The North Star Project, 2013 Summer Report Number Seventeen, Tianjin, China, The Tianjin Zoo and Water Park

The North Star Project, Summer Report Number Seventeen, Tianjin, China, The Tianjin Zoo and Water Park

Erin Monroe, Update 6: The Tianjin Zoo and Water Park

I had no expectations when I made a trip to the zoo and the water park. I went on a Friday afternoon and I had just finished my final for the semester that morning. My mind was exhausted and I needed to celebrate the weekend with something completely non-school related. I ventured out to explore Tianjin.


My friend Tim and I took the subway two stops over to the Tianjin Zoo and Water Park which are almost melded together. The water park is not what we would consider a water park to be in America, but literally a park with water in it. The park was built around a series of small lakes and there are pathways and sculptures around the lake and lotus plants with big green leaves floating in the water. Although there are no rolling hills or grass, and only a few trees planted here and there, this little bit of nature came as a welcome relief. I didn’t even realize that I needed to relax and de-stress from the previous week until I walked into a tranquil area. I think being around lakes reminds me of home, living next to Lake Superior, and I felt a little pinch of homesickness.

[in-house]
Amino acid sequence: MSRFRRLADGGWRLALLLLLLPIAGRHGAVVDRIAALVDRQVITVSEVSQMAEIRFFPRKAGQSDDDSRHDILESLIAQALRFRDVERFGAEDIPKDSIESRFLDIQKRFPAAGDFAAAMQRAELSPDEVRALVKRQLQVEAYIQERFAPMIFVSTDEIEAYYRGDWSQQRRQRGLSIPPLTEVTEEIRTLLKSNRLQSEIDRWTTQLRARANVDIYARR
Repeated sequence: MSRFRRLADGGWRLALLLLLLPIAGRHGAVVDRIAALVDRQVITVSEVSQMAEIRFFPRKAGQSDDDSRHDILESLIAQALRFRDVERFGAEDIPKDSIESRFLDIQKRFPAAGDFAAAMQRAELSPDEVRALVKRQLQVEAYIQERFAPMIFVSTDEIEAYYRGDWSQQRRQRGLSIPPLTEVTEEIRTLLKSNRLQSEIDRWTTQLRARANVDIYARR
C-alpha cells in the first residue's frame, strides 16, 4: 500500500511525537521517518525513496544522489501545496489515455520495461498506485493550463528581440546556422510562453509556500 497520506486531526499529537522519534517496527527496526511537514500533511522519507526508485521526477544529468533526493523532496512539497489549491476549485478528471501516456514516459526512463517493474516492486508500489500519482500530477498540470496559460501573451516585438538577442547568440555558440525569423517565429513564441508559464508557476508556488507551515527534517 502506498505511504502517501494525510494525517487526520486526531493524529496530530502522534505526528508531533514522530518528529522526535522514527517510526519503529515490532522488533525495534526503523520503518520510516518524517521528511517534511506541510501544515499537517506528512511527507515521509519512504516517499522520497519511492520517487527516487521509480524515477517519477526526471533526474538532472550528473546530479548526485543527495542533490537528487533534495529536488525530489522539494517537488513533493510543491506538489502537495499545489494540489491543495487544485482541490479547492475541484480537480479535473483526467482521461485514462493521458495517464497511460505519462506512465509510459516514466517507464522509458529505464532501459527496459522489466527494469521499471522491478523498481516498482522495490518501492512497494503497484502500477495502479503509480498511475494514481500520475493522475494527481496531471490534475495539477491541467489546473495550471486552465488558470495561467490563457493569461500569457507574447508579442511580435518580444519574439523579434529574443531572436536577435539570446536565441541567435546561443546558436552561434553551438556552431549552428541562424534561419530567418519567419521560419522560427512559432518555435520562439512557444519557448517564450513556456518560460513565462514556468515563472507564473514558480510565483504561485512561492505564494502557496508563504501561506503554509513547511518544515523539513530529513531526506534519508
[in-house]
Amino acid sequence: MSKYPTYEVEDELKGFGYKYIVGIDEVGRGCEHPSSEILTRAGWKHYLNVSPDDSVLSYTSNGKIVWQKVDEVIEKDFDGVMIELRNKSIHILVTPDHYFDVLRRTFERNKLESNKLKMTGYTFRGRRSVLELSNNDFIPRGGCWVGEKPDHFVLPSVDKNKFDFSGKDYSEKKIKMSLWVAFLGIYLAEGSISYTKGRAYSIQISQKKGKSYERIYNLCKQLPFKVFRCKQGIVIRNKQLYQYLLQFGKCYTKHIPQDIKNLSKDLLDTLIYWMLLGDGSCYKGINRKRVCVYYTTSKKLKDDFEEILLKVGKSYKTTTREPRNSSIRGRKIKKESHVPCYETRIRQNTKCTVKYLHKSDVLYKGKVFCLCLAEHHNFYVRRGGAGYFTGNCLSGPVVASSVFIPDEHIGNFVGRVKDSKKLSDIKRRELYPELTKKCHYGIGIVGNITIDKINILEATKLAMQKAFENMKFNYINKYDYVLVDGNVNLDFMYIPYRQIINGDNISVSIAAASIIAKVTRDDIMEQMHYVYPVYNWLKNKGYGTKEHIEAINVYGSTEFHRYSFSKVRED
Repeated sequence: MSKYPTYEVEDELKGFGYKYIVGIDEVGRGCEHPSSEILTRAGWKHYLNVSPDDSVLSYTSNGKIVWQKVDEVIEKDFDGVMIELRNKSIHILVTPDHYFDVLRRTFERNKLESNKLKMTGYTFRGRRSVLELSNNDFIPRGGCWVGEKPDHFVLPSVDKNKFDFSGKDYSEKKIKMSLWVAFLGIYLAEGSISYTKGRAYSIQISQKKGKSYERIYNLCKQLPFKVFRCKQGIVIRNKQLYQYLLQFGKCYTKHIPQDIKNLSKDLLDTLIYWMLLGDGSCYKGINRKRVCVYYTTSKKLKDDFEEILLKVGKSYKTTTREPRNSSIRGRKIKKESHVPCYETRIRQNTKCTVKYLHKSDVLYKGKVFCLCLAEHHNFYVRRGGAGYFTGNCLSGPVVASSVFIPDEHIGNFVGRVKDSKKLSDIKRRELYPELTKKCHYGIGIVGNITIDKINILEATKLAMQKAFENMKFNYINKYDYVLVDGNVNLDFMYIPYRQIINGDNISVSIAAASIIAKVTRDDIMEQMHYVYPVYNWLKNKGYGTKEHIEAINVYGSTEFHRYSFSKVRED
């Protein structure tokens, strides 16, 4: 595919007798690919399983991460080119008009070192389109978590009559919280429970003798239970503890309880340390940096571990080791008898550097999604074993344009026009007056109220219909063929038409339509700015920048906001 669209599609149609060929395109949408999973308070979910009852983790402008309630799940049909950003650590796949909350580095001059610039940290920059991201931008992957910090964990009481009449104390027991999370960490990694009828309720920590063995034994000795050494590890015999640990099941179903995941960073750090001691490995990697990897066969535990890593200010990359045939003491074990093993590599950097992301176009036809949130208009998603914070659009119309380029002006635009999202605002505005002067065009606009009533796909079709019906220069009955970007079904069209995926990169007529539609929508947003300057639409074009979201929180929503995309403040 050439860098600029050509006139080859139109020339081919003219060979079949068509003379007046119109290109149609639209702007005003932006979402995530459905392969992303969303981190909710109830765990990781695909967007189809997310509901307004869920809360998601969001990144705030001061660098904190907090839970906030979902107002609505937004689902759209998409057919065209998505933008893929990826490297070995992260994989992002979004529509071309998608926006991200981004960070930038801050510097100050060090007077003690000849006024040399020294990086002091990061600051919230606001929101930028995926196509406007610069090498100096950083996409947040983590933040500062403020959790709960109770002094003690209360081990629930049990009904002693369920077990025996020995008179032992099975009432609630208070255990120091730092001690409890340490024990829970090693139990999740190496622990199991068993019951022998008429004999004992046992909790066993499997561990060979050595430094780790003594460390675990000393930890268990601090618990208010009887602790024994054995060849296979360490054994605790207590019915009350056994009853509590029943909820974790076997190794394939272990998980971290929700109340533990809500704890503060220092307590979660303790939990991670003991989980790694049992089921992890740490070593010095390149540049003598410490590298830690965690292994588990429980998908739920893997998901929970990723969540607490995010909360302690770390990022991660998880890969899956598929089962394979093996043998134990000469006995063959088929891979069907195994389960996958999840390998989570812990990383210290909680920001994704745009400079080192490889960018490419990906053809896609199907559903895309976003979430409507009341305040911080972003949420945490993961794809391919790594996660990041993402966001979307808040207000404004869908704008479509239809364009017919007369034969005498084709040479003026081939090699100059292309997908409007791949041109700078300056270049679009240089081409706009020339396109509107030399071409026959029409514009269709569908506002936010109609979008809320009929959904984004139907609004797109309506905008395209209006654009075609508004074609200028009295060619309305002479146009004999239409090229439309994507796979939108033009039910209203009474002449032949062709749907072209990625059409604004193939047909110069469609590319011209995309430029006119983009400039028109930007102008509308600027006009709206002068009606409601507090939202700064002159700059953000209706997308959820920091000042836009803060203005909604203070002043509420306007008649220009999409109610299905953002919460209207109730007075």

When we entered through the gate, we saw so few people walking around that the zoo felt almost deserted. Despite the attempt at creating a natural atmosphere, the brick and cement ground and buildings make the zoo feel constrained. It reminded me a little of a zombie apocalypse movie where there are only a few humans left fighting to survive against the zombies and the sky is gray and foggy.


I must admit, the zoo was a bit run-down. The paint was not kept up and the litter was scattered on the ground here and there. Just as in a zoo in the U.S., we headed from one exhibit to another. Friday afternoon must be a quiet time for the zoo, because there were just as few animals out and about as there were people. We walked through the mouth of a humongous plastic tiger’s head to get to the tiger and lion exhibits. This exhibit was comprised of a square room where you could look through the glass to see small rooms with walls separating each individual animal. There were three lions and approximately a dozen tigers, and in each room the ceiling, floor, and walls are completely cement. There was no nature of any kind in these exhibits, but some had palm trees painted on the walls. I noticed each exhibit had a back entrance for the animals to go into a private field so perhaps I just received a bad impression of their living conditions. Still, from my point of view, their lifestyle looked dismal.

It’s surprising to see what animals are housed in a zoo because it’s an indication of what people are unaccustomed to and interested in seeing. Both red and giant pandas were in the zoo as well as zebras, rhinoceroses, alligators and other reptiles, deer and even moose. I couldn’t help but laugh when I saw the “common squirrel” being exhibited when squirrels are an everyday sight back home. I took a picture of the sign and went to take a picture of the squirrel when I stopped myself. Why am I taking a picture of a squirrel here when I could see one in my backyard at home?